The secretary's affidavit describes her regular office practice of typing and mailing letters:
The defendant, in support of its motion for setting aside the judgment, submitted the affidavit of the branch claims manager of the defendant's insurer which stated that he personally opens all mail from attorneys, that he did not receive the letter, and that it could not be found in the insurance company's files.
Along with the branch claims manager's affidavit, the defendant submitted the affidavit of the insurance company's claims representative, Sam Wiggins, who was in charge of the company's negotiations in the Ward case. He related various exchanges with the plaintiffs' attorney between May 7, 1965, and August 5, 1965. In part, this affidavit states:
It is undisputed that the plaintiffs' attorney did continue to negotiate with the defendant's insurer, at least to the extent of furnishing a statement of a witness and of making a demand for $4,500.00 in settlement, as if he had not revoked the extension. He did these things after June 30, when the default was entered by the clerk of the Superior Court. Mr. Soble explains his failure to mention the entry of default by stating in his aforementioned affidavit:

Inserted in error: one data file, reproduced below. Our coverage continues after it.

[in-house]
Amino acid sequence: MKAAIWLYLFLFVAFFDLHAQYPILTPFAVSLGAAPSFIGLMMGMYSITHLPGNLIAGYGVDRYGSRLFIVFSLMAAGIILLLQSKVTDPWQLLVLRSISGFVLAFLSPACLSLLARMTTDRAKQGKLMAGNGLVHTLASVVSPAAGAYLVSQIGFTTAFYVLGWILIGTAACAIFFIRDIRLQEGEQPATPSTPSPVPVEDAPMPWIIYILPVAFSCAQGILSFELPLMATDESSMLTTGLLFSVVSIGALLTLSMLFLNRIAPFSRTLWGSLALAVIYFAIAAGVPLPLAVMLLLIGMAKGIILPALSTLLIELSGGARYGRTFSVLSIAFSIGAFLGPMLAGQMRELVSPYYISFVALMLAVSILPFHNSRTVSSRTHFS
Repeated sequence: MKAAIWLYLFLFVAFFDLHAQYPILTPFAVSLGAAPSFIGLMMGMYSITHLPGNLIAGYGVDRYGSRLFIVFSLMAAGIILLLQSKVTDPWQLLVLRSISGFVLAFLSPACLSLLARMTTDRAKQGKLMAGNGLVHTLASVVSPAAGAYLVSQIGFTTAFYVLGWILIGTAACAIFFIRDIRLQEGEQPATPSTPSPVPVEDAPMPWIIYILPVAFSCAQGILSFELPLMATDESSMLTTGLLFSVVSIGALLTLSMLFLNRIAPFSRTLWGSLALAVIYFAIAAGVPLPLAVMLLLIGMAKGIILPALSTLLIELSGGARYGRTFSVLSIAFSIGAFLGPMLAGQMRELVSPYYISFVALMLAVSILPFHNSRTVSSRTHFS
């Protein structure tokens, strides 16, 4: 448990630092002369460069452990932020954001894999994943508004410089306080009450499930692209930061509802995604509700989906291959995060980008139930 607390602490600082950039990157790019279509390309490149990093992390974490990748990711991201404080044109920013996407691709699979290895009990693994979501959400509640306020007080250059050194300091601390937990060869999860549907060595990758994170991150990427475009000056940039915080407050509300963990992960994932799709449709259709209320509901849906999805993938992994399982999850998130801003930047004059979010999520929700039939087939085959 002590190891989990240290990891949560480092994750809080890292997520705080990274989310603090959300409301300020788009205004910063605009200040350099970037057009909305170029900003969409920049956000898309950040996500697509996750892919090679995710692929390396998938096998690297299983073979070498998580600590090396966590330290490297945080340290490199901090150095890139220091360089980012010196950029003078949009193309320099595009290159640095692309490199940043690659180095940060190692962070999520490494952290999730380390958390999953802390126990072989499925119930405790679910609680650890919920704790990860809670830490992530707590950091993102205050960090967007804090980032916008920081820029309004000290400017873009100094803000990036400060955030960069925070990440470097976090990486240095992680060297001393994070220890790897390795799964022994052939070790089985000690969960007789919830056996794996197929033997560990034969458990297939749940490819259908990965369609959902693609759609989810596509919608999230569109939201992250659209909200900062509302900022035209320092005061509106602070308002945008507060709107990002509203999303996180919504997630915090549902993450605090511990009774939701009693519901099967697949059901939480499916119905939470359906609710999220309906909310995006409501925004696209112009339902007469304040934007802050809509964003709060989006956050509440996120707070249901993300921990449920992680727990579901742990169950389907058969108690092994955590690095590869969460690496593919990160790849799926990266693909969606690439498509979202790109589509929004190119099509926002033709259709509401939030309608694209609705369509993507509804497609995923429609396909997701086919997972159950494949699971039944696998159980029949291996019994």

The appellant's contention is that the trial judge abused his discretion by refusing to set aside the default judgment on the grounds of mistake, inadvertence or excusable neglect under Rule 60(c), Arizona Rules of Civil Procedure, 16 A.R.S.
We are compelled to agree. Ordinarily, the trial judge's discretion on